You can probably make these using either all butter or all lard instead of half of each. If you want them to be more traditional, use only lard and substitute ammonium carbonate, or baker’s ammonia, for the baking powder and baking soda, which was more widely used in the past before baking soda and baking powder. Feel free to incorporate actual almonds rather than doing what I did, which is to just use almond extract. I think pressing an almond in the centers of each cookie just prior to baking would be the way to go.
Baker’s ammonia is different than the ammonia you use for cleaning and can often be found in Mediterranean grocery stores. It makes baked goods very light and crisp. I’ve not used baker’s ammonia before, so I don’t know how much of a difference it would have made for these cookies, since they are already fairly light and crisp. Another way to increase the crispness in this particular recipe though, would be to use just more granulated white sugar in place of the brown sugar. I’ve not tried this, but I know that using white granulated sugar generally results in a crisper cookie compared to one that contains brown sugar.
You can render the lard yourself through a lengthy process using a large heavy pot or slow cooker. Your local butcher may be able to sell you the type of fat that you need to use, called leaf lard, which is the fat around the kidneys of a pig. Or you can also just buy perfectly rendered leaf lard, conveniently sold in one pound tubs (or larger) by some butchers. I’ve never actually rendered fat before, but you can find numerous blog sites with instructions. I think my hesitancy has to do with the fear of possibly gaining a “piggy” smell in our apartment that might linger for a long time.
Contrary to popular belief, while not considered a “health food”, leaf lard is actually lower in cholesterol and saturated fat than butter. These cookies are surprisingly light and crisp; I’m not sure if this is because of the leaf lard, but I may start using leaf lard more and more. I added more salt, but find it more pleasing that way. Feel free to dial the salt back to 1/4 teaspoon.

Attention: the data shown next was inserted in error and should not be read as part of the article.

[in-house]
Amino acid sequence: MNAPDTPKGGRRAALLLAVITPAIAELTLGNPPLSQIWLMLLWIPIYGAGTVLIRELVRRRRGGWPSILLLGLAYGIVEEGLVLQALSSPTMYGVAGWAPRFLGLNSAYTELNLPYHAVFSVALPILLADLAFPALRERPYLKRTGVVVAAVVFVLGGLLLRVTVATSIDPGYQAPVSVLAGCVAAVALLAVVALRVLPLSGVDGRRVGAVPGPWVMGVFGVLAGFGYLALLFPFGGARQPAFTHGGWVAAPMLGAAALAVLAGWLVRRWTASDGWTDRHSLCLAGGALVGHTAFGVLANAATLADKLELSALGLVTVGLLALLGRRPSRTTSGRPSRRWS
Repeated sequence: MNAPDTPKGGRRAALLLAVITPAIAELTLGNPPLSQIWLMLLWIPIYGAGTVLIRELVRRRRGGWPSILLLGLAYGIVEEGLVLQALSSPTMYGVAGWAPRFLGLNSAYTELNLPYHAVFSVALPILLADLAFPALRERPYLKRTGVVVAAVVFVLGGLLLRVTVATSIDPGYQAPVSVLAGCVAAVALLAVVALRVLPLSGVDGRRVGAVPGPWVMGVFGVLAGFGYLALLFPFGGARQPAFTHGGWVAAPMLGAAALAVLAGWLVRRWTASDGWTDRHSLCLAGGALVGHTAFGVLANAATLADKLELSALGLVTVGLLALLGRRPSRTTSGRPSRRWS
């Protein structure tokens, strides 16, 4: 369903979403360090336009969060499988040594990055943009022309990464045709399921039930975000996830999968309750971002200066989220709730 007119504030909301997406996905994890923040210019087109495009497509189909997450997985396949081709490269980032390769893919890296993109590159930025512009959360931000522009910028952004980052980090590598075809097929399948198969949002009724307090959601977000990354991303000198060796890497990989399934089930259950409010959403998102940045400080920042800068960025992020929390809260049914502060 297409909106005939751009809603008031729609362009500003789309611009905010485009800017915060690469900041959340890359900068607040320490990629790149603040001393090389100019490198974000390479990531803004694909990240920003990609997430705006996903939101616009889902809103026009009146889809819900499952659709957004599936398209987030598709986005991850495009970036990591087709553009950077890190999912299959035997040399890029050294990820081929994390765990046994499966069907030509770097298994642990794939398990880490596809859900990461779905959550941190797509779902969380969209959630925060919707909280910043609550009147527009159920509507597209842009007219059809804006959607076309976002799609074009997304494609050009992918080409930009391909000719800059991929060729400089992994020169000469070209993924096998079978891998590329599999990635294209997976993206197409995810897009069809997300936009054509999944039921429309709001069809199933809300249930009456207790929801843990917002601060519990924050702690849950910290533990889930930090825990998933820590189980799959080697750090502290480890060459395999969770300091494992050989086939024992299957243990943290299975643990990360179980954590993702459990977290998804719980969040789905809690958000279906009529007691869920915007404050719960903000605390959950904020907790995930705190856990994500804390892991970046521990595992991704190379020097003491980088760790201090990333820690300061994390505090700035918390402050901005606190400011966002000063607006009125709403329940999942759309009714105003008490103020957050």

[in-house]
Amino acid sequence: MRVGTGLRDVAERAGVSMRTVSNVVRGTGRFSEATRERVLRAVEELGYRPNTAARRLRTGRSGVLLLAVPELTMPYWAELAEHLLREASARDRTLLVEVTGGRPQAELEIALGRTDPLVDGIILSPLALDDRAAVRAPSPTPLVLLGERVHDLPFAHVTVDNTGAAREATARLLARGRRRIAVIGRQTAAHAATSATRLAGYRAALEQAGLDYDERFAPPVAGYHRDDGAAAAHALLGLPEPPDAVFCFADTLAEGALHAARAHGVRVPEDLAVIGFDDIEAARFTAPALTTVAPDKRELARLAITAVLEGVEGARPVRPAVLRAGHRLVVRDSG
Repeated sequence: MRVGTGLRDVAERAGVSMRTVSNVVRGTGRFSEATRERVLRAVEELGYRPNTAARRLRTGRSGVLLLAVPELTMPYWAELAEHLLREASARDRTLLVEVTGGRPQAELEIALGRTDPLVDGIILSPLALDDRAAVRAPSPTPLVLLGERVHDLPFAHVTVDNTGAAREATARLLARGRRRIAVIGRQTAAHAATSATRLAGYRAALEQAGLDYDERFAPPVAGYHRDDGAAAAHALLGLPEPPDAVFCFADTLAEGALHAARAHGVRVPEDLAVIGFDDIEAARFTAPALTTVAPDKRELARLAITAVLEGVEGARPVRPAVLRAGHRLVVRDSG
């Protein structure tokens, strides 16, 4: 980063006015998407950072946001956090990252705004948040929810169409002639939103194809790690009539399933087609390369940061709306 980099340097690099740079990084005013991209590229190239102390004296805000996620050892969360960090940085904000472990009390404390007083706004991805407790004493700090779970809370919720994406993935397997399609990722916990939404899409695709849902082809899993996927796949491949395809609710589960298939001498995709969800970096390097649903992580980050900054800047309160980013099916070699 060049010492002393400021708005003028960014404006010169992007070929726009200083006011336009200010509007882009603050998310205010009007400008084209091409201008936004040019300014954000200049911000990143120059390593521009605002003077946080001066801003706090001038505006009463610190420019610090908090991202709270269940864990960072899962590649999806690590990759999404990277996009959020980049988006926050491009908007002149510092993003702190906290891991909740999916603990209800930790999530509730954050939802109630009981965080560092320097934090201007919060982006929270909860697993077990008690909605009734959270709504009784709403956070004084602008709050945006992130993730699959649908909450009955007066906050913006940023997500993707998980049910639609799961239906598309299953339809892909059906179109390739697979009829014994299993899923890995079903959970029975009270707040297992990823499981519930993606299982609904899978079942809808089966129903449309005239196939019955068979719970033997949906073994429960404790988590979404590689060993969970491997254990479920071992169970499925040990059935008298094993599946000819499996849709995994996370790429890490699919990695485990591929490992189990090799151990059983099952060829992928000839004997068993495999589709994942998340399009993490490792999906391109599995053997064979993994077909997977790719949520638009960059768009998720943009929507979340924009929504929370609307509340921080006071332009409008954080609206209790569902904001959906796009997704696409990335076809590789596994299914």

Also, I didn’t mean to deceive anyone by including tea in the photos, as if to imply that tea is part of the ingredients list. I simply included my tea in the photo because a) that’s what I happened to be drinking at the time and b) I’ve seen variations of this cookie recipe being described as “tea cookies” presumably because they go well so with tea, and c) it turns out they do go very well with tea! 😉
almond sesame seed cookies (makes about 4 dozen small cookies, adapted from this the spruce eats recipe)
2 cups all purpose flour
3/4 teaspoon baking powder
1/2 teaspoon baking soda
1/2 teaspoon fine salt
2 Tablespoons toasted sesame seeds
4 ounces unsalted butter, softened
4 ounces leaf lard, solid
3/4 cup granulated sugar
1/4 cup brown sugar
1 large egg
1 teaspoon almond extract
white sesame seeds, ~1/2 cup
Sift together the flour, baking powder, baking soda, and salt. If using, mix in the 2 Tablespoons of sesame seeds. Set aside.
In another bowl, cream together the butter with the lard and the sugars until fluffy and light. Add the egg and almond extract and mix in.
Fold and stir in the flour mixture with the butter/lard mixture, just until a dough starts to form.
Divide dough into 4 equal amounts and form each into 4 small logs, roughly about 6 inches each. Each log gives you about 11-12 cookies. You can use a ruler to divide by 12 if you want to be exact. I may do this next time because it kind of bugged me that I got only 11 cookies from 2 of the 4 logs with some of the cookies from those logs being larger than others.
Wrap them in parchment or plastic and refrigerate for at least 4 hours or until more hardened. I left mine overnight in the fridge because refrigerated leaf lard isn’t quite as hard as refrigerated butter, and I knew that meant they would spread a lot more if not completely cold.
Heat oven to 325 degrees F.
Slice each log into about 1/2″ thick cookies. If you’d rather have more dome shaped cookies, weigh them out using a scale to ensure that they are all the same size, and roll them into a ball before adding sesame seeds. Dip or dunk each cookie into a small plate or saucer of sesame seeds. Place each cookie evenly spread out on one ungreased baking sheet. Bake for about 15-17 minutes. Cool completely on wire rack before storing in an air-tight container.